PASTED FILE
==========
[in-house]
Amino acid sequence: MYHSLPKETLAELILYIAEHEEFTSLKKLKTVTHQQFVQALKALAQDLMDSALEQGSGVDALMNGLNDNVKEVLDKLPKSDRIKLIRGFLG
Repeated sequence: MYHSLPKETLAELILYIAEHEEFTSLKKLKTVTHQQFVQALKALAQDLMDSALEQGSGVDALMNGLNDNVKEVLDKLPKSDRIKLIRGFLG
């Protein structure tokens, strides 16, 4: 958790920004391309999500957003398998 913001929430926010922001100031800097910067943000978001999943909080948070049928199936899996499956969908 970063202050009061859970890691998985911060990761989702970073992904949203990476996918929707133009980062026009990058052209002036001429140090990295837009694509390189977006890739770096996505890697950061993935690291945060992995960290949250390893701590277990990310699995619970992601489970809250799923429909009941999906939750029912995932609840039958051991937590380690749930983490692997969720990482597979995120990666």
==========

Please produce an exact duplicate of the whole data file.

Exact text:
[in-house]
Amino acid sequence: MYHSLPKETLAELILYIAEHEEFTSLKKLKTVTHQQFVQALKALAQDLMDSALEQGSGVDALMNGLNDNVKEVLDKLPKSDRIKLIRGFLG
Repeated sequence: MYHSLPKETLAELILYIAEHEEFTSLKKLKTVTHQQFVQALKALAQDLMDSALEQGSGVDALMNGLNDNVKEVLDKLPKSDRIKLIRGFLG
């Protein structure tokens, strides 16, 4: 958790920004391309999500957003398998 913001929430926010922001100031800097910067943000978001999943909080948070049928199936899996499956969908 970063202050009061859970890691998985911060990761989702970073992904949203990476996918929707133009980062026009990058052209002036001429140090990295837009694509390189977006890739770096996505890697950061993935690291945060992995960290949250390893701590277990990310699995619970992601489970809250799923429909009941999906939750029912995932609840039958051991937590380690749930983490692997969720990482597979995120990666």